Hustling Between Exercises

Hustling Between Exercises

Mission Monday Episode 9


Did you ever ask that question while training at The Perfect Workout? We wouldn’t blame you if you had.

The Perfect Workout keeps you moving quickly during the session. This is a strength of our exercise program.

Moving Quickly Between Exercises

Hustling through the session is a big reason why workouts often take only 15-20 minutes. If you took a few breaks, that same workout could easily take 30 minutes or longer.

Overall session efficiency is a benefit of the fast pace between exercises. However, that’s not the main reason why we hustle.

The quick pace is one of the key ingredients that makes The Perfect Workout so effective for improving your health.

The short rest is especially important for the cardiovascular system. Having LESS THAN 30 SECONDS between exercises unlocks a number of benefits:

  • A bigger reduction in blood pressure
  • An improvement in artery function
  • An increase in overall blood flow

The quick pace also improves aerobic fitness and creates an increase in metabolism that lasts for up to 3 days after the workout.

While it’s tempting to take a breather after the leg press or pulldown, KEEP GOING!

Hustling between exercises makes the session time efficient while also enhancing your fitness and cardiovascular health!

If you would like to learn more about our method of strength training, read about our methodology. If you are new to The Perfect Workout, try a workout with us and start with a FREE Introductory Session.

  • Kraemer, W.J. & Ratamess, N.A. (2004). Fundamentals of resistance training: Progression and exercise prescription. Physical Fitness and Performance, 36(4), 674-688
  • Waller, M., Miller, J., & Hannon, J. (2011). Resistance circuit training: Its application for the adult population. Strength & Conditioning Journal, 33(1), 16-22.

Hustling Between Exercises

Mission Monday Episode 9


Did you ever ask that question while training at The Perfect Workout? We wouldn’t blame you if you had.

The Perfect Workout keeps you moving quickly during the session. This is a strength of our exercise program.

Moving Quickly Between Exercises

Hustling through the session is a big reason why workouts often take only 15-20 minutes. If you took a few breaks, that same workout could easily take 30 minutes or longer.

Overall session efficiency is a benefit of the fast pace between exercises. However, that’s not the main reason why we hustle.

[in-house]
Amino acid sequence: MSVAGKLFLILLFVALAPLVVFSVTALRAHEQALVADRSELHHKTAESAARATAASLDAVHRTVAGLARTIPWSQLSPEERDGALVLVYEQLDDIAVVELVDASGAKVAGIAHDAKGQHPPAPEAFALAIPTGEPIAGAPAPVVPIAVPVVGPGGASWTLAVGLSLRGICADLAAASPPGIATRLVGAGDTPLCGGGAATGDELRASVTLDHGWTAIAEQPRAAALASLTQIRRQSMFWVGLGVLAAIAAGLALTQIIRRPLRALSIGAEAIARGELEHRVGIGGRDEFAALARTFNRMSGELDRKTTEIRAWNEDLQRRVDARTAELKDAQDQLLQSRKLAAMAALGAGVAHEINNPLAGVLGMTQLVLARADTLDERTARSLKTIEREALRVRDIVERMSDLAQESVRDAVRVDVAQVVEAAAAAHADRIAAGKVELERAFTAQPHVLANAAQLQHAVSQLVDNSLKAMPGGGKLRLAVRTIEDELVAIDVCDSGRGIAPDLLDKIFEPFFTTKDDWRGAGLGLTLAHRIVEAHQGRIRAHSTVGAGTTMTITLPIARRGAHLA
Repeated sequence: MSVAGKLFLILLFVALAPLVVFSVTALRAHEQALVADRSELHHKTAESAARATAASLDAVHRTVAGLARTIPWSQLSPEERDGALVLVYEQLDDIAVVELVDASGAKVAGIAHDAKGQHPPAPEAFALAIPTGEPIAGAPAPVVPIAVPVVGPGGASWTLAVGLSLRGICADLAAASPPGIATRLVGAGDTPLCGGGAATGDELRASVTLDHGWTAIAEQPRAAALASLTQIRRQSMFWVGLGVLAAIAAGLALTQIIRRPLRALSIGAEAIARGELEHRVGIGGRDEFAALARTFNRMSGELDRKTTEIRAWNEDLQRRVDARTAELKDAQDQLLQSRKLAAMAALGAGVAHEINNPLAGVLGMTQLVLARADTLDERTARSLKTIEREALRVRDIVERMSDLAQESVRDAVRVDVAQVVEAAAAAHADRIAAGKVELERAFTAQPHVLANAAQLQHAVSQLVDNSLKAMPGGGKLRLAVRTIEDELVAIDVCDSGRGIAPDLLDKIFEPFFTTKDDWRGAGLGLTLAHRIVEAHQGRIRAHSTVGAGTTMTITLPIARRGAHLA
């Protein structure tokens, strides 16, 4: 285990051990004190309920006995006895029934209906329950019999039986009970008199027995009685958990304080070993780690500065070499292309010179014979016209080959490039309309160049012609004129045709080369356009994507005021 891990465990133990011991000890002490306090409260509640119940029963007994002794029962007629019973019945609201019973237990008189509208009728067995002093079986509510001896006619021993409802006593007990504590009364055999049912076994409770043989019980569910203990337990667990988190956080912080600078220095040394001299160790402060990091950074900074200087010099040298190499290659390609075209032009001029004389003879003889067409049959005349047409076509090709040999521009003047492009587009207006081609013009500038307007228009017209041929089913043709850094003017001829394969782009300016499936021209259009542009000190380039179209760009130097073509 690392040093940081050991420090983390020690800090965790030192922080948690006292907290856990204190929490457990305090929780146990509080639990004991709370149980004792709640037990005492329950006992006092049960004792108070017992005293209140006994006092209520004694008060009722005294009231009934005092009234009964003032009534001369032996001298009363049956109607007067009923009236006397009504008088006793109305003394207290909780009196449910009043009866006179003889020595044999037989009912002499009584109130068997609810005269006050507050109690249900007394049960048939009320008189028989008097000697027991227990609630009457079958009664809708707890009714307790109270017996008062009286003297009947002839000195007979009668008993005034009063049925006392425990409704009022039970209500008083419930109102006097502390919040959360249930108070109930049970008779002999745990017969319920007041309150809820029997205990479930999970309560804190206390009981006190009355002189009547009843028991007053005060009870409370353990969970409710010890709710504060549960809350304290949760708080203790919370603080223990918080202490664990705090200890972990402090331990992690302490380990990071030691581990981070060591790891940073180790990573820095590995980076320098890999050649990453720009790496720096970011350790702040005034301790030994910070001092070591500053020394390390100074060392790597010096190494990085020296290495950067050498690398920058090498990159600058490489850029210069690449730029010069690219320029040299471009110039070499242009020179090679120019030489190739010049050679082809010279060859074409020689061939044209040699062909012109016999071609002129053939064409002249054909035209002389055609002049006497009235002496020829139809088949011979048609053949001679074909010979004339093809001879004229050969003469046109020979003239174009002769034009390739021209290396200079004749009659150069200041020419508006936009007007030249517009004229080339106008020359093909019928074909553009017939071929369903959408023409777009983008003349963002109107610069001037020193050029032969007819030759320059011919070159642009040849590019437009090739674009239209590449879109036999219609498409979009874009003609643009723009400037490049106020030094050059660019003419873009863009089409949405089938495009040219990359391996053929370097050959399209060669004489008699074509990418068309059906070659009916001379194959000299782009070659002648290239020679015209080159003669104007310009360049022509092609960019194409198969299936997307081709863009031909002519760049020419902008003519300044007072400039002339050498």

The quick pace is one of the key ingredients that makes The Perfect Workout so effective for improving your health.

The short rest is especially important for the cardiovascular system. Having LESS THAN 30 SECONDS between exercises unlocks a number of benefits:

  • A bigger reduction in blood pressure
  • An improvement in artery function
  • An increase in overall blood flow

The quick pace also improves aerobic fitness and creates an increase in metabolism that lasts for up to 3 days after the workout.

While it’s tempting to take a breather after the leg press or pulldown, KEEP GOING!

Hustling between exercises makes the session time efficient while also enhancing your fitness and cardiovascular health!

If you would like to learn more about our method of strength training, read about our methodology. If you are new to The Perfect Workout, try a workout with us and start with a FREE Introductory Session.

  • Kraemer, W.J. & Ratamess, N.A. (2004). Fundamentals of resistance training: Progression and exercise prescription. Physical Fitness and Performance, 36(4), 674-688
  • Waller, M., Miller, J., & Hannon, J. (2011). Resistance circuit training: Its application for the adult population. Strength & Conditioning Journal, 33(1), 16-22.

His Plan to Getting Strong: 20-Minute Workouts

20-Minute Workouts - His Perfect Plan to Getting Strong

The Perfect Workout Member, David Garner doing slow motion strength training

David Garner, age 59, exercised his entire life.

But after a really bad car accident, he felt weak and out of shape. In just one month of training at The Perfect Workout, he noticed his strength and definition coming back. Here is his story…

“After the accident, I lost a lot of muscle tone, so I knew I needed to get back in shape.

I found The Perfect Workout through Yelp, and I liked that it was only a 20-minute workout.

However, the philosophy of achieving better muscle tone in 20 minutes didn't seem right to me. I was skeptical.

Once I experienced it, everything changed. I understood really fast how this workout could help me build my muscles back.